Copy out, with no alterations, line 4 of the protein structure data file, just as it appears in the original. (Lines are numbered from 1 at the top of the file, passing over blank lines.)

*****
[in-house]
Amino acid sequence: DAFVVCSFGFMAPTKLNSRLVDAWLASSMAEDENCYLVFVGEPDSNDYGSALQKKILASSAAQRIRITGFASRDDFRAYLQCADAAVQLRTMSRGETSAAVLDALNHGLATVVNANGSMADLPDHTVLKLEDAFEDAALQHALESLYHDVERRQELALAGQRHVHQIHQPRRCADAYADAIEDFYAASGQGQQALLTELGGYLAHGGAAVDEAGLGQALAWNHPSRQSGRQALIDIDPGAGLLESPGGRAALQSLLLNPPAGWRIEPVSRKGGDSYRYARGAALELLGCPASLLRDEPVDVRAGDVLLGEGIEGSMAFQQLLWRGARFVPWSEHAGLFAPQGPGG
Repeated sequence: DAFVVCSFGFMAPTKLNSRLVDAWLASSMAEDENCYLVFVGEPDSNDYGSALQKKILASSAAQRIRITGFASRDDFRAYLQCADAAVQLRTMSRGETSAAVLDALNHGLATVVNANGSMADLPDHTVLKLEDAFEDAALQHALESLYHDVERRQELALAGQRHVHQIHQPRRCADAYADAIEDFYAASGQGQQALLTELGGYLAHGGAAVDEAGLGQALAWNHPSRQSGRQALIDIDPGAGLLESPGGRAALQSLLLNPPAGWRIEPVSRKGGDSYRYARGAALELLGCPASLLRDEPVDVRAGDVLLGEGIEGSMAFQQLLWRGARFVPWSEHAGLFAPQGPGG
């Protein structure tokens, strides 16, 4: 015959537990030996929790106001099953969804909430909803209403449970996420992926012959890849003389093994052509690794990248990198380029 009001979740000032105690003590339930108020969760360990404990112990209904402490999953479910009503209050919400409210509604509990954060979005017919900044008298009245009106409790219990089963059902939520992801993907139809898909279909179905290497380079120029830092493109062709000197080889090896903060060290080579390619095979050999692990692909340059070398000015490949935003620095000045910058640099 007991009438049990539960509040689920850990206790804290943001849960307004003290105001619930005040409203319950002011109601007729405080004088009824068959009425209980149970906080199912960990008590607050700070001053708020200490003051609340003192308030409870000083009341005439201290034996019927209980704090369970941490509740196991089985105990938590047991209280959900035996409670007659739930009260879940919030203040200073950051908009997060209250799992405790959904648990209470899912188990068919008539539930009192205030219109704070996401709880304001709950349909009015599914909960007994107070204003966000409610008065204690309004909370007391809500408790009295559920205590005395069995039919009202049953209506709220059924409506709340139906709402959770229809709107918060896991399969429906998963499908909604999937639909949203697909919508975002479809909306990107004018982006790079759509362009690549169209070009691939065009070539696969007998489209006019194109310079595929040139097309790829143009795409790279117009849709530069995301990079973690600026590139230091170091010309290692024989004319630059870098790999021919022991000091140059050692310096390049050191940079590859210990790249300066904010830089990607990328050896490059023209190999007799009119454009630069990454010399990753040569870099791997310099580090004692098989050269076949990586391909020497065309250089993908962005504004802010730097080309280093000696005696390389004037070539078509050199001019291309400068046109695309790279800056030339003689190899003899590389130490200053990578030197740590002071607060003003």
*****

């Protein structure tokens, strides 16, 4: 015959537990030996929790106001099953969804909430909803209403449970996420992926012959890849003389093994052509690794990248990198380029 009001979740000032105690003590339930108020969760360990404990112990209904402490999953479910009503209050919400409210509604509990954060979005017919900044008298009245009106409790219990089963059902939520992801993907139809898909279909179905290497380079120029830092493109062709000197080889090896903060060290080579390619095979050999692990692909340059070398000015490949935003620095000045910058640099 007991009438049990539960509040689920850990206790804290943001849960307004003290105001619930005040409203319950002011109601007729405080004088009824068959009425209980149970906080199912960990008590607050700070001053708020200490003051609340003192308030409870000083009341005439201290034996019927209980704090369970941490509740196991089985105990938590047991209280959900035996409670007659739930009260879940919030203040200073950051908009997060209250799992405790959904648990209470899912188990068919008539539930009192205030219109704070996401709880304001709950349909009015599914909960007994107070204003966000409610008065204690309004909370007391809500408790009295559920205590005395069995039919009202049953209506709220059924409506709340139906709402959770229809709107918060896991399969429906998963499908909604999937639909949203697909919508975002479809909306990107004018982006790079759509362009690549169209070009691939065009070539696969007998489209006019194109310079595929040139097309790829143009795409790279117009849709530069995301990079973690600026590139230091170091010309290692024989004319630059870098790999021919022991000091140059050692310096390049050191940079590859210990790249300066904010830089990607990328050896490059023209190999007799009119454009630069990454010399990753040569870099791997310099580090004692098989050269076949990586391909020497065309250089993908962005504004802010730097080309280093000696005696390389004037070539078509050199001019291309400068046109695309790279800056030339003689190899003899590389130490200053990578030197740590002071607060003003």